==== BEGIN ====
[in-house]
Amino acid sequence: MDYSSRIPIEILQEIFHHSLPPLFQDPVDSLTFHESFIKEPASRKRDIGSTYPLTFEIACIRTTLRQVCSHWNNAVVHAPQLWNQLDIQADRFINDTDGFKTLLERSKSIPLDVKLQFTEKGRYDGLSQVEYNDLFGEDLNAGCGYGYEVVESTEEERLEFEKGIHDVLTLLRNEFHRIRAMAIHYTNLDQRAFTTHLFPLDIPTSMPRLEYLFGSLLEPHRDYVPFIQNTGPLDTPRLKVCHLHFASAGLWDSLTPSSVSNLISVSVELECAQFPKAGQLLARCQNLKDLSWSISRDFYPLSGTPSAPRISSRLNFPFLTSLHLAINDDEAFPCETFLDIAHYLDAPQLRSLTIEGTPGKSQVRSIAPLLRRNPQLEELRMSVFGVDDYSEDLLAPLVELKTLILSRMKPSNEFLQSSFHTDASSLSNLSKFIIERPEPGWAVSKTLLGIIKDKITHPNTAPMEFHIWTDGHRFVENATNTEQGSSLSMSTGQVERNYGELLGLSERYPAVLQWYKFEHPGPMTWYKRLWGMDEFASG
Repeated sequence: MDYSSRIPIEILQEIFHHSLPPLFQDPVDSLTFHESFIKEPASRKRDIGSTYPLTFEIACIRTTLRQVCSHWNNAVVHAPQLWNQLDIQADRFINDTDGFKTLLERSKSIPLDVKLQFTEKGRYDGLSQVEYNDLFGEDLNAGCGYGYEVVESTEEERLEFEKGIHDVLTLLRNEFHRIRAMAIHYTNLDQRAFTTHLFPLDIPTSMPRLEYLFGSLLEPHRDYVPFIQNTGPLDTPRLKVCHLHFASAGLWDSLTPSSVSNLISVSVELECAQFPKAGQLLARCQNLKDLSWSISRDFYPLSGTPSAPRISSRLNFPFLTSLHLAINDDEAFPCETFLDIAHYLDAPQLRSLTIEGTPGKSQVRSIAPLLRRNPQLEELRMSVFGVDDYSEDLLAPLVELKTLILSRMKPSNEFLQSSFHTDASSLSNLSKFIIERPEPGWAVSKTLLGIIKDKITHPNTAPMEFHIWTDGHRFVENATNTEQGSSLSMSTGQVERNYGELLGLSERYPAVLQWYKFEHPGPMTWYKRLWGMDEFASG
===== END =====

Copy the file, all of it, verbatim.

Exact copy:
[in-house]
Amino acid sequence: MDYSSRIPIEILQEIFHHSLPPLFQDPVDSLTFHESFIKEPASRKRDIGSTYPLTFEIACIRTTLRQVCSHWNNAVVHAPQLWNQLDIQADRFINDTDGFKTLLERSKSIPLDVKLQFTEKGRYDGLSQVEYNDLFGEDLNAGCGYGYEVVESTEEERLEFEKGIHDVLTLLRNEFHRIRAMAIHYTNLDQRAFTTHLFPLDIPTSMPRLEYLFGSLLEPHRDYVPFIQNTGPLDTPRLKVCHLHFASAGLWDSLTPSSVSNLISVSVELECAQFPKAGQLLARCQNLKDLSWSISRDFYPLSGTPSAPRISSRLNFPFLTSLHLAINDDEAFPCETFLDIAHYLDAPQLRSLTIEGTPGKSQVRSIAPLLRRNPQLEELRMSVFGVDDYSEDLLAPLVELKTLILSRMKPSNEFLQSSFHTDASSLSNLSKFIIERPEPGWAVSKTLLGIIKDKITHPNTAPMEFHIWTDGHRFVENATNTEQGSSLSMSTGQVERNYGELLGLSERYPAVLQWYKFEHPGPMTWYKRLWGMDEFASG
Repeated sequence: MDYSSRIPIEILQEIFHHSLPPLFQDPVDSLTFHESFIKEPASRKRDIGSTYPLTFEIACIRTTLRQVCSHWNNAVVHAPQLWNQLDIQADRFINDTDGFKTLLERSKSIPLDVKLQFTEKGRYDGLSQVEYNDLFGEDLNAGCGYGYEVVESTEEERLEFEKGIHDVLTLLRNEFHRIRAMAIHYTNLDQRAFTTHLFPLDIPTSMPRLEYLFGSLLEPHRDYVPFIQNTGPLDTPRLKVCHLHFASAGLWDSLTPSSVSNLISVSVELECAQFPKAGQLLARCQNLKDLSWSISRDFYPLSGTPSAPRISSRLNFPFLTSLHLAINDDEAFPCETFLDIAHYLDAPQLRSLTIEGTPGKSQVRSIAPLLRRNPQLEELRMSVFGVDDYSEDLLAPLVELKTLILSRMKPSNEFLQSSFHTDASSLSNLSKFIIERPEPGWAVSKTLLGIIKDKITHPNTAPMEFHIWTDGHRFVENATNTEQGSSLSMSTGQVERNYGELLGLSERYPAVLQWYKFEHPGPMTWYKRLWGMDEFASG